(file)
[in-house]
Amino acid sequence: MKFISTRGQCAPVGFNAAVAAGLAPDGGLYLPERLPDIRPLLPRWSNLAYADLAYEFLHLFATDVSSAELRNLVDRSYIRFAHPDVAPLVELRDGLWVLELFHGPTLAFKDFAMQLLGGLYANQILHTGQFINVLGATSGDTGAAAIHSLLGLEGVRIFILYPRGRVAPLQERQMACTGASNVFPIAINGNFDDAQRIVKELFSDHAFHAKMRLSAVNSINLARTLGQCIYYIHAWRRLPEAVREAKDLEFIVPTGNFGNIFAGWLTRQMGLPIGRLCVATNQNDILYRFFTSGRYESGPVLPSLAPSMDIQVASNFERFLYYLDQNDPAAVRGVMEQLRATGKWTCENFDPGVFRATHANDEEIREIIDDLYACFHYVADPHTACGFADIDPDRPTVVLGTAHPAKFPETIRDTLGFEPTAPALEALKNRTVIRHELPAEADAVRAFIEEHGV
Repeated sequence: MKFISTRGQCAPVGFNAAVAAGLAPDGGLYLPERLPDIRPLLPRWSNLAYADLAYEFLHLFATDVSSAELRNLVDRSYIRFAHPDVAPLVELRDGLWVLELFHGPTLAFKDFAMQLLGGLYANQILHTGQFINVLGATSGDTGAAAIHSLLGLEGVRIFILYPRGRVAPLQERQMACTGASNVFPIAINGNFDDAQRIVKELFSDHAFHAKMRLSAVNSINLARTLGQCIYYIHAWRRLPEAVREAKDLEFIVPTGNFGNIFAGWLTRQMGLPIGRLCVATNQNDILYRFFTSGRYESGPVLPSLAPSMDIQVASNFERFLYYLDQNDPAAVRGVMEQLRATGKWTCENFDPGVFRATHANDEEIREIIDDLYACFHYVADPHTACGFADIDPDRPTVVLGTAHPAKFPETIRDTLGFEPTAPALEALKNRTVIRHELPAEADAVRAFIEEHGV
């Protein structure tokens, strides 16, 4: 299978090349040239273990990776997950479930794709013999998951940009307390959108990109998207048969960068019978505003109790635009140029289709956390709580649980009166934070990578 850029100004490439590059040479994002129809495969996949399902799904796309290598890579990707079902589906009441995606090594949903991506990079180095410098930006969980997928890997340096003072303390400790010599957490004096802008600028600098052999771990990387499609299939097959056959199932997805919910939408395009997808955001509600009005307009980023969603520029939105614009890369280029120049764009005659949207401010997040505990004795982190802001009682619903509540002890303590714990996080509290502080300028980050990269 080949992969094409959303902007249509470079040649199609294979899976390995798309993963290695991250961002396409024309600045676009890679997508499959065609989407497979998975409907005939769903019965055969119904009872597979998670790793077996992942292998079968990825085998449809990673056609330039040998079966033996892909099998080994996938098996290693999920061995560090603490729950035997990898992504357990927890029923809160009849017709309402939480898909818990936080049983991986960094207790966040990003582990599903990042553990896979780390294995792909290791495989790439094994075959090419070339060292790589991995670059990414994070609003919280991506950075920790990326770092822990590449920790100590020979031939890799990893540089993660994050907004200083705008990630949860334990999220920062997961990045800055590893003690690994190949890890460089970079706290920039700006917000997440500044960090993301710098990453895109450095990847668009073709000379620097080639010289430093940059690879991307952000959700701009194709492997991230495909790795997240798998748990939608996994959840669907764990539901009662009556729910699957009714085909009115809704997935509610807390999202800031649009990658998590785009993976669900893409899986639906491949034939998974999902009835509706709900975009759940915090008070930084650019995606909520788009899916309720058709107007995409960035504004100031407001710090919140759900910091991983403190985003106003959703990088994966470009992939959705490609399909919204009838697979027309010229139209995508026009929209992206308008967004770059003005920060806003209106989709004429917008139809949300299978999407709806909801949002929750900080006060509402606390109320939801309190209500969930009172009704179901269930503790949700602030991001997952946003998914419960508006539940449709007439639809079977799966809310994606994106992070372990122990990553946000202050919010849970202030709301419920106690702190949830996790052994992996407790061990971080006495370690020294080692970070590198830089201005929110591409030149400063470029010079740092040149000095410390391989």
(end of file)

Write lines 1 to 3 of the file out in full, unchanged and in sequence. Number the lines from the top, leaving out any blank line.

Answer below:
[in-house]
Amino acid sequence: MKFISTRGQCAPVGFNAAVAAGLAPDGGLYLPERLPDIRPLLPRWSNLAYADLAYEFLHLFATDVSSAELRNLVDRSYIRFAHPDVAPLVELRDGLWVLELFHGPTLAFKDFAMQLLGGLYANQILHTGQFINVLGATSGDTGAAAIHSLLGLEGVRIFILYPRGRVAPLQERQMACTGASNVFPIAINGNFDDAQRIVKELFSDHAFHAKMRLSAVNSINLARTLGQCIYYIHAWRRLPEAVREAKDLEFIVPTGNFGNIFAGWLTRQMGLPIGRLCVATNQNDILYRFFTSGRYESGPVLPSLAPSMDIQVASNFERFLYYLDQNDPAAVRGVMEQLRATGKWTCENFDPGVFRATHANDEEIREIIDDLYACFHYVADPHTACGFADIDPDRPTVVLGTAHPAKFPETIRDTLGFEPTAPALEALKNRTVIRHELPAEADAVRAFIEEHGV
Repeated sequence: MKFISTRGQCAPVGFNAAVAAGLAPDGGLYLPERLPDIRPLLPRWSNLAYADLAYEFLHLFATDVSSAELRNLVDRSYIRFAHPDVAPLVELRDGLWVLELFHGPTLAFKDFAMQLLGGLYANQILHTGQFINVLGATSGDTGAAAIHSLLGLEGVRIFILYPRGRVAPLQERQMACTGASNVFPIAINGNFDDAQRIVKELFSDHAFHAKMRLSAVNSINLARTLGQCIYYIHAWRRLPEAVREAKDLEFIVPTGNFGNIFAGWLTRQMGLPIGRLCVATNQNDILYRFFTSGRYESGPVLPSLAPSMDIQVASNFERFLYYLDQNDPAAVRGVMEQLRATGKWTCENFDPGVFRATHANDEEIREIIDDLYACFHYVADPHTACGFADIDPDRPTVVLGTAHPAKFPETIRDTLGFEPTAPALEALKNRTVIRHELPAEADAVRAFIEEHGV